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Lebanon Picks Top Cop

Friday, December 11, 2015
Lebanon — A New Hampshire resident with extensive law enforcement experience has been named chief of the Lebanon Police Department.

Lebanon City Manager Dennis Luttrell on Friday announced the recent appointment of Richard Mello, a lieutenant at Hollis Police Department in southern New Hampshire.

“Mr. Mello has been described by those he has served with as phenomenal, loyal, respectful and hardworking,” Luttrell said in a news release. “I am pleased to have him join our police force and welcome him to our community.”

Mello will start on Dec. 21 in Lebanon.

The 43-year-old began his policing career in 1993 in Concord and worked for the Manchester force before taking a position in Hollis in 2002. Mello worked his way up through the ranks at the Hollis department, ultimately becoming a lieutenant, a position that made him second in command of the 15-officer force.

He has worked side by side with Hollis police Chief James Sartell for the past four years, and has been instrumental in advancing the agency, Sartell said.

Mello has helped improve Hollis’ equipment and infrastructure, increased grant funding and started the path to accrediting the agency with the Commission on Accreditation for Law Enforcement Agencies, all while running daily operations, providing support services and working with the community.

“He is very versatile; there isn’t a weak part of his game,” Sartell said in a telephone interview on Thursday. “He is extremely qualified for this job, and I am happy for him and his family. He is honest, he is forthcoming, he is brave, he is smart, he is diligent, and above all, he really cares about community.”

The Lebanon Police Department currently has a strong background in “community engagement” and “community policing,” Mello said, which he characterized as two important aspects of any agency. It was Lebanon’s commitment to community that drew him in, he said.

Specifically, the department strives to engage with Lebanon residents and uses an “outside the box” model to solve problems rather than being reactive, Mello said. He hopes to strengthen those tactics .

“I think I can come in and hit the ground running and add to the mix,” Mello said. “I think it is a good fit.”

Mello holds a bachelor’s degree in criminal justice and a master’s degree in criminology from Florida State University.

In addition to training other police officers, he has taught college students at both Middlesex Community College in Lowell, Mass., and Southern New Hampshire University in Manchester.

Mello’s educational background, his will to teach and his law enforcement experience made him the best candidate for the job, Luttrell said.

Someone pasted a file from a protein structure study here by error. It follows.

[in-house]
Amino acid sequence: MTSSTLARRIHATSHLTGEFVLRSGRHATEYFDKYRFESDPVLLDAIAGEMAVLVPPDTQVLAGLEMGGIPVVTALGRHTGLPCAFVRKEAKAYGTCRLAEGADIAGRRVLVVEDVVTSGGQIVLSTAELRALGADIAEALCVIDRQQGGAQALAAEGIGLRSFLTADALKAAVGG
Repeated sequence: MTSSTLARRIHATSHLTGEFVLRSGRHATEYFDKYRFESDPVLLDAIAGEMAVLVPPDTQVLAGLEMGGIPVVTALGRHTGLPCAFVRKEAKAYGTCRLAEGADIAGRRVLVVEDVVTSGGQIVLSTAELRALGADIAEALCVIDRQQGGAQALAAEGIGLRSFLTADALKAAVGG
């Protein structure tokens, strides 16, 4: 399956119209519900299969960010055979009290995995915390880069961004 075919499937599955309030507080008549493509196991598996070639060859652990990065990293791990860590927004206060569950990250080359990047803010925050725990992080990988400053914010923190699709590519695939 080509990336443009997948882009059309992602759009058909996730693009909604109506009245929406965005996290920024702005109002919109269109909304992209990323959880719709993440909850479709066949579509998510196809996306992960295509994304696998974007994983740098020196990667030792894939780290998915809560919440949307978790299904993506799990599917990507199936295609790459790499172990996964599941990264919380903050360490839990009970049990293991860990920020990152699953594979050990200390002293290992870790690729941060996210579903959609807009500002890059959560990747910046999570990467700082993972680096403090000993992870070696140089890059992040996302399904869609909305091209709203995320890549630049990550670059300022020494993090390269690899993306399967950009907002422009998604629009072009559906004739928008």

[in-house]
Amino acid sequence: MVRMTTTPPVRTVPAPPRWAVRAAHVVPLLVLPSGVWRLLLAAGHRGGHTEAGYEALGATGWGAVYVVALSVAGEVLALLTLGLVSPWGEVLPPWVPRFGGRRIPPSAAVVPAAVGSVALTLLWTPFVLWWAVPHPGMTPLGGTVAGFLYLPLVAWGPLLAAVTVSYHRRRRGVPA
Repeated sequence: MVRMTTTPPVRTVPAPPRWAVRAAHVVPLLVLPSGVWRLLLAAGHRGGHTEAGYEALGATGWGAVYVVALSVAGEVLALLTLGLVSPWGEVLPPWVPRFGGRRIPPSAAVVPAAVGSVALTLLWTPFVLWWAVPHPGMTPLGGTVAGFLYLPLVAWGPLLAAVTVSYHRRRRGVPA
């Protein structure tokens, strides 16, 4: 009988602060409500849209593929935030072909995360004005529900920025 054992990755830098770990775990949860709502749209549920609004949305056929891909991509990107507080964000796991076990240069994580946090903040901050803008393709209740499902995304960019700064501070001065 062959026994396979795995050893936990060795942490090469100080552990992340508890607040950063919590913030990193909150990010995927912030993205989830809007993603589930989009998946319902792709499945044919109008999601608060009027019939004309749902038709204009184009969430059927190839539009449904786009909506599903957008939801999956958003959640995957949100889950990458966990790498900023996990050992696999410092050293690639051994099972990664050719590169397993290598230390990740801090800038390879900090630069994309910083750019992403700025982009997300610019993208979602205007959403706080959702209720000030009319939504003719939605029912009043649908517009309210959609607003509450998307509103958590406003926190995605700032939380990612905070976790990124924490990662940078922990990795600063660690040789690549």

“I felt he was the total package,” said Luttrell, who has sole discretion over hiring all city department heads.

Former Lebanon police Chief Gary Smith retired in May after 28 years with the department. Phil Roberts has filed the role of deputy police chief in the interim.

Mello, who will earn $95,000 in his first year, was one of 18 candidates in the running for the position when Luttrell came into office in September. Luttrell declined to comment on whether any internal candidates were finalists.

Lebanon Police Department union President Paul Gifford said the union learned of Mello’s appointment on Thursday. It was the union’s hope the city manager would appoint Roberts as chief, Gifford said.

“We exhausted all avenues to advocate for Phil to become chief,” he said. “We thought Phil would have been the best fit.”

Luttrell wouldn’t tell the union who the other finalists were, Gifford said, noting Roberts did apply for the position.

Gifford said the union wasn’t impressed with how the selection process went, and largely was kept out of the loop.

The union, however, remains open minded, Gifford said, and looks forward to seeing what Mello has to offer the department.

“We are anxious, but hopeful,” Gifford said.

A message left for Jim Mercer, head of Atlanta-based Mercer Group that led the search, wasn’t immediately returned.

Lebanon Assistant Mayor Sue Prentiss said although she doesn’t know Mello personally, she was impressed by his credentials.

“He has experience and the academics,” Prentiss said. “From what I see, I am pleased with the manager’s choice.”

Mello lives in southern New Hampshire with his wife and children. He plans to relocate to the Lebanon area.

He enjoys living an active lifestyle and playing baseball “at the spring age of 43.”

Jordan Cuddemi can be reached at or 603-727-3248.

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